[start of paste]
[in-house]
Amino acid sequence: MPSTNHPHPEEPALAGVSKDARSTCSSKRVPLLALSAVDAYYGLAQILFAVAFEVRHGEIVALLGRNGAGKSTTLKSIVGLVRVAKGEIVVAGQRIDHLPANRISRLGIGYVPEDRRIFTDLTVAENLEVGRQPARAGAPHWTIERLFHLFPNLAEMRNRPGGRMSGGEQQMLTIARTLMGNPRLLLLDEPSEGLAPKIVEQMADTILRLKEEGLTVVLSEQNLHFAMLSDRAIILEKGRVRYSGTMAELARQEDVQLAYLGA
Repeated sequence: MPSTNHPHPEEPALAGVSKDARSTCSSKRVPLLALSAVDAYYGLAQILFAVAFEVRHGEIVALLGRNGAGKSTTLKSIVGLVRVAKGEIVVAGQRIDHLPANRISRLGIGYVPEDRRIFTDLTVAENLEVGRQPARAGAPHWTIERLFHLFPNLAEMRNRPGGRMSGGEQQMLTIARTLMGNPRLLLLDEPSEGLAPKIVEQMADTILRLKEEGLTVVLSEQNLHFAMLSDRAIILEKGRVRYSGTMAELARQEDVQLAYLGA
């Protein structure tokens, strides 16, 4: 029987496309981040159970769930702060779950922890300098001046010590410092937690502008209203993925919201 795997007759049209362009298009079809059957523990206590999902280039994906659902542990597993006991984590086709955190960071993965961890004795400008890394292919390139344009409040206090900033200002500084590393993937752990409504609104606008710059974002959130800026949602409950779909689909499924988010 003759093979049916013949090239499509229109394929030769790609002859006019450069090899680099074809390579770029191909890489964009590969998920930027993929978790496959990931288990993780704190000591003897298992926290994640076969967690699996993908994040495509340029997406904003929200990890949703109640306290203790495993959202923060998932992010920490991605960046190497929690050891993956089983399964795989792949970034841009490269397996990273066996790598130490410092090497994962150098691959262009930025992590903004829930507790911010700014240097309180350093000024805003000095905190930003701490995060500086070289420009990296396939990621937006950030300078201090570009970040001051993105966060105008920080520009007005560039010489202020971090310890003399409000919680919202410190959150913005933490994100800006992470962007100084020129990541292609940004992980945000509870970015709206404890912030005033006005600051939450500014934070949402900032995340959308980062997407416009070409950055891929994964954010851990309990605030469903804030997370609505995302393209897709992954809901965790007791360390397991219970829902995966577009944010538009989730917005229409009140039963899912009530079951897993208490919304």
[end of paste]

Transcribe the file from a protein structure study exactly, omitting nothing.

[in-house]
Amino acid sequence: MPSTNHPHPEEPALAGVSKDARSTCSSKRVPLLALSAVDAYYGLAQILFAVAFEVRHGEIVALLGRNGAGKSTTLKSIVGLVRVAKGEIVVAGQRIDHLPANRISRLGIGYVPEDRRIFTDLTVAENLEVGRQPARAGAPHWTIERLFHLFPNLAEMRNRPGGRMSGGEQQMLTIARTLMGNPRLLLLDEPSEGLAPKIVEQMADTILRLKEEGLTVVLSEQNLHFAMLSDRAIILEKGRVRYSGTMAELARQEDVQLAYLGA
Repeated sequence: MPSTNHPHPEEPALAGVSKDARSTCSSKRVPLLALSAVDAYYGLAQILFAVAFEVRHGEIVALLGRNGAGKSTTLKSIVGLVRVAKGEIVVAGQRIDHLPANRISRLGIGYVPEDRRIFTDLTVAENLEVGRQPARAGAPHWTIERLFHLFPNLAEMRNRPGGRMSGGEQQMLTIARTLMGNPRLLLLDEPSEGLAPKIVEQMADTILRLKEEGLTVVLSEQNLHFAMLSDRAIILEKGRVRYSGTMAELARQEDVQLAYLGA
């Protein structure tokens, strides 16, 4: 029987496309981040159970769930702060779950922890300098001046010590410092937690502008209203993925919201 795997007759049209362009298009079809059957523990206590999902280039994906659902542990597993006991984590086709955190960071993965961890004795400008890394292919390139344009409040206090900033200002500084590393993937752990409504609104606008710059974002959130800026949602409950779909689909499924988010 003759093979049916013949090239499509229109394929030769790609002859006019450069090899680099074809390579770029191909890489964009590969998920930027993929978790496959990931288990993780704190000591003897298992926290994640076969967690699996993908994040495509340029997406904003929200990890949703109640306290203790495993959202923060998932992010920490991605960046190497929690050891993956089983399964795989792949970034841009490269397996990273066996790598130490410092090497994962150098691959262009930025992590903004829930507790911010700014240097309180350093000024805003000095905190930003701490995060500086070289420009990296396939990621937006950030300078201090570009970040001051993105966060105008920080520009007005560039010489202020971090310890003399409000919680919202410190959150913005933490994100800006992470962007100084020129990541292609940004992980945000509870970015709206404890912030005033006005600051939450500014934070949402900032995340959308980062997407416009070409950055891929994964954010851990309990605030469903804030997370609505995302393209897709992954809901965790007791360390397991219970829902995966577009944010538009989730917005229409009140039963899912009530079951897993208490919304």